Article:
But Robert Grim is suffering from a health issue not immediately associated with Monster drink contents: kidney failure. The Arizona man claims, in a Monster Energy Drink Injury lawsuit against the beverage manufacturer, that daily consumption of Monster energy drinks and the monster caffeine levels that go along with it, is costing him his kidney.
As of February, he was on a wait list for a kidney transplant.
The Daily Beast (2/11/16), in a blog entitled “Death Juice,” has his story. Not long after consuming a Monster energy drink, Grim was driving to his place of employ when he suddenly began experiencing nausea and his vision blurred. Quickly pulling over to the side of the road, he called in sick and carefully made his way back home when it was safe to do so.
At home, his symptoms only worsened. Rushed to the emergency room later that day, Grim’s case papers reveal that he was suffering from Stage 4 kidney disease. He now needs a kidney transplant to survive.
The tragedy is that Grim is a young man: “twentysomething,” according to the report. He’s also a young father. And yet Grim, like many others before him, had bought into the energy drink mantra and promise of safe, instant energy needed to get through the day. Thus, according to court records, he had maintained a habit of consuming no fewer than four cans of Monster energy drink contents each day for about 10 years.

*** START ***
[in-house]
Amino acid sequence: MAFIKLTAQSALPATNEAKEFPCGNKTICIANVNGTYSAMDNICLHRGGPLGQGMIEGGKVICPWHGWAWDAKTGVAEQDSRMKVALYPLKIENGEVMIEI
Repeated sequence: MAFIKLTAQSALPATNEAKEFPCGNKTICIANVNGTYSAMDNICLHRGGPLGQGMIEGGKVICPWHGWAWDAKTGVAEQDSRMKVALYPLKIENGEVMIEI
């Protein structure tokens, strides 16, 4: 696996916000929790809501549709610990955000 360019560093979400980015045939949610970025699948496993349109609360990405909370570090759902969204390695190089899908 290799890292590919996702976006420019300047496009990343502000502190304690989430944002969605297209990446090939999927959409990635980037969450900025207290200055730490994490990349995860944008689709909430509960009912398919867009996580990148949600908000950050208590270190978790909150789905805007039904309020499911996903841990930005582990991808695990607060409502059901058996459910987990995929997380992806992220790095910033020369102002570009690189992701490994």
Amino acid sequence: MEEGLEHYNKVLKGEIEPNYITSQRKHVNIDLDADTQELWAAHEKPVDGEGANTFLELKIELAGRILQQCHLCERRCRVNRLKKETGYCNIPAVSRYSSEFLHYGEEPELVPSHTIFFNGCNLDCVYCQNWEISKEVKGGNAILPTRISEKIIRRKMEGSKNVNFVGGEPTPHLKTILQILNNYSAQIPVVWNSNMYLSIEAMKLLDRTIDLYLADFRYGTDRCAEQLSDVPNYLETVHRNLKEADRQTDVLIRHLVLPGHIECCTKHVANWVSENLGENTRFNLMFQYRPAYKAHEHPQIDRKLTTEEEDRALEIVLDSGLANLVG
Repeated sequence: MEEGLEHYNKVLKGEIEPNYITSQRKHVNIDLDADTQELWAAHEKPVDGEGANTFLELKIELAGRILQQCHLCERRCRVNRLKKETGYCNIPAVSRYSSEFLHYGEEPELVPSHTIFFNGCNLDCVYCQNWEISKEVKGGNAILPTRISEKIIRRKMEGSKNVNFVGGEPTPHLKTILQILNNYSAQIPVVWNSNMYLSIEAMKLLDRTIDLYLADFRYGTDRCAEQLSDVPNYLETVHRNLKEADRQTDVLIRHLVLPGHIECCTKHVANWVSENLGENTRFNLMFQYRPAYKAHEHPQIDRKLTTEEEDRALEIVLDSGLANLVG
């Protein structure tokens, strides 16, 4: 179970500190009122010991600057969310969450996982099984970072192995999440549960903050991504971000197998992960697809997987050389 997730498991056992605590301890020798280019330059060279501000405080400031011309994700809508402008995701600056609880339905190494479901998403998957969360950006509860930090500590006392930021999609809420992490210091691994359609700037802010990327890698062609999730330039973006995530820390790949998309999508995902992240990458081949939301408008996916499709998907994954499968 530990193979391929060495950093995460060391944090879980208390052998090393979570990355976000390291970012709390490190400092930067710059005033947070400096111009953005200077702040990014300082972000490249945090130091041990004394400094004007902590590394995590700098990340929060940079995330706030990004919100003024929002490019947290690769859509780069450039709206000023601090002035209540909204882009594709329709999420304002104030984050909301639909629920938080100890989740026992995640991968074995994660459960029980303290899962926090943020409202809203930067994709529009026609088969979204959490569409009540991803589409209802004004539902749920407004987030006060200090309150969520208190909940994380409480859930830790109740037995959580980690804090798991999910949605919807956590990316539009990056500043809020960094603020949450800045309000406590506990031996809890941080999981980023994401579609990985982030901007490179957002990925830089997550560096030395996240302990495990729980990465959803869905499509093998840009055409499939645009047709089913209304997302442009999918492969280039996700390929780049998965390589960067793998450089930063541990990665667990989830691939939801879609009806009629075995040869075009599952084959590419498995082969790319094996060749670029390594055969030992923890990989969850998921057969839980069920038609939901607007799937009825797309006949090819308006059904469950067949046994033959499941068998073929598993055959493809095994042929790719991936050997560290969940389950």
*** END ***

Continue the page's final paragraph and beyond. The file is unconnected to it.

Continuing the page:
And then his world collapsed on him - as have the worlds of countless others who allege to have suffered serious health consequences or having lost a loved one, allegedly through the use of such products.
Many of the alleged victims have been young. Grim, for his part, is now on regular dialysis until a new kidney is available.
According to his energy drink lawsuit, the monster caffeine levels he was consuming each day (four, 16-ounce cans) carried the equivalent of caffeine found in eighteen, 12-ounce cans of Coca-Cola. He’s one of five individuals who filed a Monster drink contents lawsuit against Monster Beverage Corp. in February.
The claim is that caffeine levels in energy drinks - Monster among them - are unsafe, with risks for heart attacks, strokes and other cardiovascular issues, and renal failure (kidney dysfunction).
Monster has claimed that there is no more caffeine in a 16-ounce can than there is in a good strong cup of gourmet coffee. However, young people, to whom Monster Energy drinks are marketed, have been known to drink several in a day, and often “throwing them back” in a couple of gulps, providing an instant caffeine hit.
To some, it has been alleged, that hit of caffeine and other ingredients that mimic the effects of caffeine can be dangerous and lead to Monster Energy Drink injury.
READ MORE MONSTER ENERGY DRINK INJURY LEGAL NEWS
The Daily Beast tells the tale of John Staten, who was just 14 when he suffered a stroke in February 2012. Staten had been consuming three, 24-ounce cans of Monster drink contents each day over a three-month period in an attempt to boost his energy for wrestling competition at school.
The caffeine equivalency was twenty-one, 12-ounce cans of Coca-Cola per day, according to the lawsuit filed by Staten and his family against Monster Beverage Corp.
All seemed to be fine until the day Staten collapsed with numbness on his left side, and difficulty speaking. Doctors initially suspected a pinched nerve, until an MRI revealed the stroke.
Like Grim, Staten’s life will never be the same, allegedly due to Monster drink contents.